Your own sales and customer success/account management teams need a thorough understanding of the change, its impact on the existing business, and the logic behind the change.
Make sure each product marketing candidate understands the severity of these needs and is prepared with tactics that will ensure understanding and avoid backlash.
13. What metrics are most important to you when launching a new product?
Successful marketing campaigns are created through monitoring and improvement. It is important that your prospective project marketing manager knows – and this interview question can help you find out.
The introduction of new products or features will be a big part of their role. So ask them what metrics they would measure if they did a new product launch. Your answers could be:
- Product usage
- New customer sales
- Demos requested
14. How would you encourage customers to use our new feature / update their software?
Your product marketing strategy doesn’t end with the launch of a new product. They’ll likely add new features and updates over the months. Your new employee needs to know how to market these.
Use this question in the product marketing interview to assess whether you are capable of doing this. Keep track of candidates who can confidently come up with ideas on how to work with existing customers as they develop your product.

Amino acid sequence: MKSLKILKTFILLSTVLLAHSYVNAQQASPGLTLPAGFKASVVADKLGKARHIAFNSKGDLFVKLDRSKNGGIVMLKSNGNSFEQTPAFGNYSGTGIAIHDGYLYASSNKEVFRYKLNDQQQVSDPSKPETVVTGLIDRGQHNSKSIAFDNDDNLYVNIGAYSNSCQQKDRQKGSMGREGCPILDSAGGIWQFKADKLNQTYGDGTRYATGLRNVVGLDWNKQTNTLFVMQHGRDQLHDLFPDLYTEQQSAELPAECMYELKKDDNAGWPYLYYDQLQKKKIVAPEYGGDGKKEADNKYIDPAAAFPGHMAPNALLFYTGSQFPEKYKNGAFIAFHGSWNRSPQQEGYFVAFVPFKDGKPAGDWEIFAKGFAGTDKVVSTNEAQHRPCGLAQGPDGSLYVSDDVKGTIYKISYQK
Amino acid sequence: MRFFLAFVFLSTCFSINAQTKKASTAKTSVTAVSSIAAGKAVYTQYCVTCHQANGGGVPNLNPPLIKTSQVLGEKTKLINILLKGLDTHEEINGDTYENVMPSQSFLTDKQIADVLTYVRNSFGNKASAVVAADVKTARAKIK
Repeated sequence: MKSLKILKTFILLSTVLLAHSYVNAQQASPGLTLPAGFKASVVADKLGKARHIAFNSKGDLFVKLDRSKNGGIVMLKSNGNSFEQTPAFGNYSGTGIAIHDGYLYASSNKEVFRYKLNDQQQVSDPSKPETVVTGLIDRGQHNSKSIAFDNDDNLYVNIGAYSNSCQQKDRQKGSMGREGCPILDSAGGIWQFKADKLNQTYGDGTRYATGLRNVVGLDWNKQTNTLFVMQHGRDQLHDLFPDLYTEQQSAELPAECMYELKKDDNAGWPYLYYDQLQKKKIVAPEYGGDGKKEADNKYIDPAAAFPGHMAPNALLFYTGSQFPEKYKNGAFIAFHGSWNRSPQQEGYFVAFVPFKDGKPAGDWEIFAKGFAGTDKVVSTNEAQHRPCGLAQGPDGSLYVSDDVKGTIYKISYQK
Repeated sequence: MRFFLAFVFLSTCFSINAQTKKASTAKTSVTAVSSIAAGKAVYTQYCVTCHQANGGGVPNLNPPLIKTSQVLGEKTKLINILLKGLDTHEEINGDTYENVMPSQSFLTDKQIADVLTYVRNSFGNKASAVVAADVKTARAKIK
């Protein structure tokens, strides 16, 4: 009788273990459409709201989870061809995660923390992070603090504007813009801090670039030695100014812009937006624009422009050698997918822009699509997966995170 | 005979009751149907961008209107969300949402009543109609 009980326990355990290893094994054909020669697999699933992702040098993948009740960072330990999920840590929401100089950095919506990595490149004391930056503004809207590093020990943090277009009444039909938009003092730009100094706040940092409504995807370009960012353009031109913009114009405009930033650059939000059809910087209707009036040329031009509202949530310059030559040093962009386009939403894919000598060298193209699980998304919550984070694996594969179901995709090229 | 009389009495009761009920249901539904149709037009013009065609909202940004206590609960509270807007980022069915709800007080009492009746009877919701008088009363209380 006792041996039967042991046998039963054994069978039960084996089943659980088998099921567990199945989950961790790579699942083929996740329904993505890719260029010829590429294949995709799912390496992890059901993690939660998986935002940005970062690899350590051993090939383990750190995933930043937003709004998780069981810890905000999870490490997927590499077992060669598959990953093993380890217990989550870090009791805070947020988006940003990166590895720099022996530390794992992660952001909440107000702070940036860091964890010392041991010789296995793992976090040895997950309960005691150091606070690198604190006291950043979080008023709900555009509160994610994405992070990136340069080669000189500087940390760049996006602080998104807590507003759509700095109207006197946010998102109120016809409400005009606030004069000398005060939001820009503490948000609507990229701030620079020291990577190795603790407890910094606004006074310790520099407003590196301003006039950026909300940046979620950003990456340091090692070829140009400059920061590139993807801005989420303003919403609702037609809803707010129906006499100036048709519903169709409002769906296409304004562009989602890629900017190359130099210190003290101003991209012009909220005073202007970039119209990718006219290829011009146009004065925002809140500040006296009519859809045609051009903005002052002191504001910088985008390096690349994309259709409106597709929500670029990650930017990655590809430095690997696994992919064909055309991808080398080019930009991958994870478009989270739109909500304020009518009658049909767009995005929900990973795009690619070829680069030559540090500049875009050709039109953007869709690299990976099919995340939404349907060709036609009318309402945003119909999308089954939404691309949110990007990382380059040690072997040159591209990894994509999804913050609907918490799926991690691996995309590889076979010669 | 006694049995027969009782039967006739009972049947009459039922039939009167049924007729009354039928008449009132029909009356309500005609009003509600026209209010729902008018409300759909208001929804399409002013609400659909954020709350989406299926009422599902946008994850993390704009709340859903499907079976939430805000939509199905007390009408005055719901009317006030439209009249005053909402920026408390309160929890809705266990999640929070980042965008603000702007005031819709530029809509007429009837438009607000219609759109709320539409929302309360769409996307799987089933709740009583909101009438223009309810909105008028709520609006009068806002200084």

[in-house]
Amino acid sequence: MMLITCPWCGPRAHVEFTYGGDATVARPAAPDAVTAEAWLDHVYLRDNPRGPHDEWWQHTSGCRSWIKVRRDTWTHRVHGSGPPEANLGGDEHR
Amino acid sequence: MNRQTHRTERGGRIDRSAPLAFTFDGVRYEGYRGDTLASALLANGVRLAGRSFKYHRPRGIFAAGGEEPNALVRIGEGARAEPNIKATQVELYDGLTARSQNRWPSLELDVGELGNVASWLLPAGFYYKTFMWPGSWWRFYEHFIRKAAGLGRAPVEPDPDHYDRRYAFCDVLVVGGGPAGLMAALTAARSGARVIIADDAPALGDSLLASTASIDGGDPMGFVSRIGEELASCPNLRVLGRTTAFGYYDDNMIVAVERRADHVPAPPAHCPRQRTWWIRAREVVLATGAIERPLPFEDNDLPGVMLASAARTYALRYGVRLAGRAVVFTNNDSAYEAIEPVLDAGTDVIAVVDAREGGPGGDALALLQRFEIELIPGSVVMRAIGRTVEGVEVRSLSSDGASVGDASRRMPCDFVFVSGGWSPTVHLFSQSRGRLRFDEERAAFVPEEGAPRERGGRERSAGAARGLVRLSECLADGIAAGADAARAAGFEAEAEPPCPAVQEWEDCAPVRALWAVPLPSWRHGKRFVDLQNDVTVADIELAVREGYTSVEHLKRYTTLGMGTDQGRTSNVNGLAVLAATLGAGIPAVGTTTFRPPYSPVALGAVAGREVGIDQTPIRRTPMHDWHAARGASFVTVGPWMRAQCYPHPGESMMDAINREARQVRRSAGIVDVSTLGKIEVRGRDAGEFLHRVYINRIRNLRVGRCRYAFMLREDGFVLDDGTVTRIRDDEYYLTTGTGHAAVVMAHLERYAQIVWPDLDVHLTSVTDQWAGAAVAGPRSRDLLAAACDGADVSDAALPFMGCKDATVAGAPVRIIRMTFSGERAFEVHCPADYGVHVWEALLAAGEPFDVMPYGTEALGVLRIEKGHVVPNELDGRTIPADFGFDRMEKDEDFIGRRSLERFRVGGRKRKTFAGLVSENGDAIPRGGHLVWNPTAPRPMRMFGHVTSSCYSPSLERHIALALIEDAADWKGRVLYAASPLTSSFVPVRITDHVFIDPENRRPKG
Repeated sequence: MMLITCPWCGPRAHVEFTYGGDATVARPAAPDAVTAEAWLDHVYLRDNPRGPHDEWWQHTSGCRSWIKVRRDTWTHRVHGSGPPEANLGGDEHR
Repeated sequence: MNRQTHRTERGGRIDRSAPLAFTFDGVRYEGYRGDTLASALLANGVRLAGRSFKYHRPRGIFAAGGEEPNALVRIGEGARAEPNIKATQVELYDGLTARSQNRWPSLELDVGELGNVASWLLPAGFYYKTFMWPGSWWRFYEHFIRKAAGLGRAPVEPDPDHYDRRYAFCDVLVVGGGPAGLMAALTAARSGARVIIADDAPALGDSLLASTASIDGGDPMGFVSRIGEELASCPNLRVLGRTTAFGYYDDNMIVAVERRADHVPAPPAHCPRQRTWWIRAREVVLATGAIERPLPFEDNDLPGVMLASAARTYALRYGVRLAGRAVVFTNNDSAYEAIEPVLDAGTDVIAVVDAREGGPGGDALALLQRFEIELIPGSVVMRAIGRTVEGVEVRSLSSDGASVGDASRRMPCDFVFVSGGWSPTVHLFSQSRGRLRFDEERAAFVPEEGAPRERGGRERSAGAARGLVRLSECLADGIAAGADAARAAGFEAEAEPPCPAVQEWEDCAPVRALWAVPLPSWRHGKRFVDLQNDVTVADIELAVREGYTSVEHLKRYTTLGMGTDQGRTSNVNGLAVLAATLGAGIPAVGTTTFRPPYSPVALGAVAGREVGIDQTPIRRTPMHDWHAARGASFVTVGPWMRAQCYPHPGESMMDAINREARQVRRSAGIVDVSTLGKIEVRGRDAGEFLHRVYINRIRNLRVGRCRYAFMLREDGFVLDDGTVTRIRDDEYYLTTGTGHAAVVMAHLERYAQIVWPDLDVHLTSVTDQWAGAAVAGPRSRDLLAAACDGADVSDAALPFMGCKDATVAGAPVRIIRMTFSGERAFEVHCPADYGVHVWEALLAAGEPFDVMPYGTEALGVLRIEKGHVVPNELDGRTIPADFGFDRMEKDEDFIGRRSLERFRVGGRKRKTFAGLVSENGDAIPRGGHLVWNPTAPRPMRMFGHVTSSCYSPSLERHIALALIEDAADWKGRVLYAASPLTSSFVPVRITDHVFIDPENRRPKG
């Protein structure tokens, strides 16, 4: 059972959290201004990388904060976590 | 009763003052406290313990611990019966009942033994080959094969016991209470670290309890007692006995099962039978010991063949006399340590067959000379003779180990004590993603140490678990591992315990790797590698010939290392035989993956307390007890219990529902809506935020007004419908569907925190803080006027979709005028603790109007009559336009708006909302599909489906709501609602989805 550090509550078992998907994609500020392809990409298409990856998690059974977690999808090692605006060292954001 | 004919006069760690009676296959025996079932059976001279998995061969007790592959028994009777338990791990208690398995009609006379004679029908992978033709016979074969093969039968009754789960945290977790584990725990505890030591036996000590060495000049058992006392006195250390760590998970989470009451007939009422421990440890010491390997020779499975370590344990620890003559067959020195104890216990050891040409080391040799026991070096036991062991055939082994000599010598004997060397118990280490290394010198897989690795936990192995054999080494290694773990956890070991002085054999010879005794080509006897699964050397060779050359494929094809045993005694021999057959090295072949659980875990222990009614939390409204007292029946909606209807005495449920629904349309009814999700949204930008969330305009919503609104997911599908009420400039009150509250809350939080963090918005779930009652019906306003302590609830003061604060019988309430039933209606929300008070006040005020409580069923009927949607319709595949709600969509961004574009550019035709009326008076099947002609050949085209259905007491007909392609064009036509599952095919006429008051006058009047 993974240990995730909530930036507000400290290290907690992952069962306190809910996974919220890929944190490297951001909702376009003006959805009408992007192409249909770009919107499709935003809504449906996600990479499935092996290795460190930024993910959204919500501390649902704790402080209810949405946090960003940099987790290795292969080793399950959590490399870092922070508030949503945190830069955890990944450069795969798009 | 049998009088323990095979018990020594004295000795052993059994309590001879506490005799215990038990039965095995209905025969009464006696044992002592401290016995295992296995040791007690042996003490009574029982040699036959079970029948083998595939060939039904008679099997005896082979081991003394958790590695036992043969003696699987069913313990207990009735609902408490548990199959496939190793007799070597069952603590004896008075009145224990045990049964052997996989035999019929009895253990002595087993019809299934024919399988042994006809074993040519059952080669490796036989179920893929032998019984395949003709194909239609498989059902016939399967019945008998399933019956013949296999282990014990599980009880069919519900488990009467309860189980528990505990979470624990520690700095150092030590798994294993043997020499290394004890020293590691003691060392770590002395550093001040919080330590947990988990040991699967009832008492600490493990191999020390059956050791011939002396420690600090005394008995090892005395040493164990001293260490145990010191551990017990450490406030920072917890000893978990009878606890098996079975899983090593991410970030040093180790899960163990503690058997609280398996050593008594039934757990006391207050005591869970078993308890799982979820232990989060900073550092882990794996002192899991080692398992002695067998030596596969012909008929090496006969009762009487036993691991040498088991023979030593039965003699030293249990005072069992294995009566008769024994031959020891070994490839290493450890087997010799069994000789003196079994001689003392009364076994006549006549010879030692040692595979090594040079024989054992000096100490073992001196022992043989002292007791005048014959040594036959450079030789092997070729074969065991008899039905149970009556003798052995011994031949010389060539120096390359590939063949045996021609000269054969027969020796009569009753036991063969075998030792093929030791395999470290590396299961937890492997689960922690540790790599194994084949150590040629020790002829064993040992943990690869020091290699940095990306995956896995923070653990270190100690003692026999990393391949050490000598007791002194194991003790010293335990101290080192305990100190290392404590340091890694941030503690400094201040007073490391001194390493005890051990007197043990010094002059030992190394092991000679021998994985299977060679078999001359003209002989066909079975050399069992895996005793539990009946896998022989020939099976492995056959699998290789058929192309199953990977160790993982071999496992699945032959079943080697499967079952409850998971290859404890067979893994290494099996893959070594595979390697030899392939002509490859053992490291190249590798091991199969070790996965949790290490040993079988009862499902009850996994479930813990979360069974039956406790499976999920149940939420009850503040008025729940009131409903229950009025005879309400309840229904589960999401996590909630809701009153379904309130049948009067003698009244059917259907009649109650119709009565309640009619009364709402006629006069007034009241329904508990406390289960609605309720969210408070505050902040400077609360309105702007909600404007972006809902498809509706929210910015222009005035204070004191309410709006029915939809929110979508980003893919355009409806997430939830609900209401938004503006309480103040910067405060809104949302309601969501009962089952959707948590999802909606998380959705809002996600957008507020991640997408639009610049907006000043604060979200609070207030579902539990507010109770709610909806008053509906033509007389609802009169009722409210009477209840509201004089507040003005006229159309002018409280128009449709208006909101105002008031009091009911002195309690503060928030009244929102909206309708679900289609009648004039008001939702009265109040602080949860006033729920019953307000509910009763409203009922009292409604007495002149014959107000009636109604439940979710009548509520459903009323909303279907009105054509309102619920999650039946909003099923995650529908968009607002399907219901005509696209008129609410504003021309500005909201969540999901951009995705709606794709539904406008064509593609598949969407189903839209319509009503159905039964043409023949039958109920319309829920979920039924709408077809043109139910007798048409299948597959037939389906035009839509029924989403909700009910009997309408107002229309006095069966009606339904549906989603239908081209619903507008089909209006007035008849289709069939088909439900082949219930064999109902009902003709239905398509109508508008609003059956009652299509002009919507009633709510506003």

15. Which other team members would you need to collaborate with?
One of the most important skills a product marketer must have is communication. Chances are, you have multiple departments that fall under the marketing umbrella. It is important that your product marketing teamwork with them.
Ideally, your candidates will prove that they are team players. You should also be willing to communicate with other departments, such as:
- Customer support: Product marketers can chat with support teams and find out the right questions, bugs, or problems from your customers. Your job is to prevent new customers from asking the same questions.
- Sales: Do leads ask specific questions before they buy? Product marketers need to know this so that they can answer these frequently asked questions in their marketing campaigns.
16. What resources do you use to learn more about product marketing?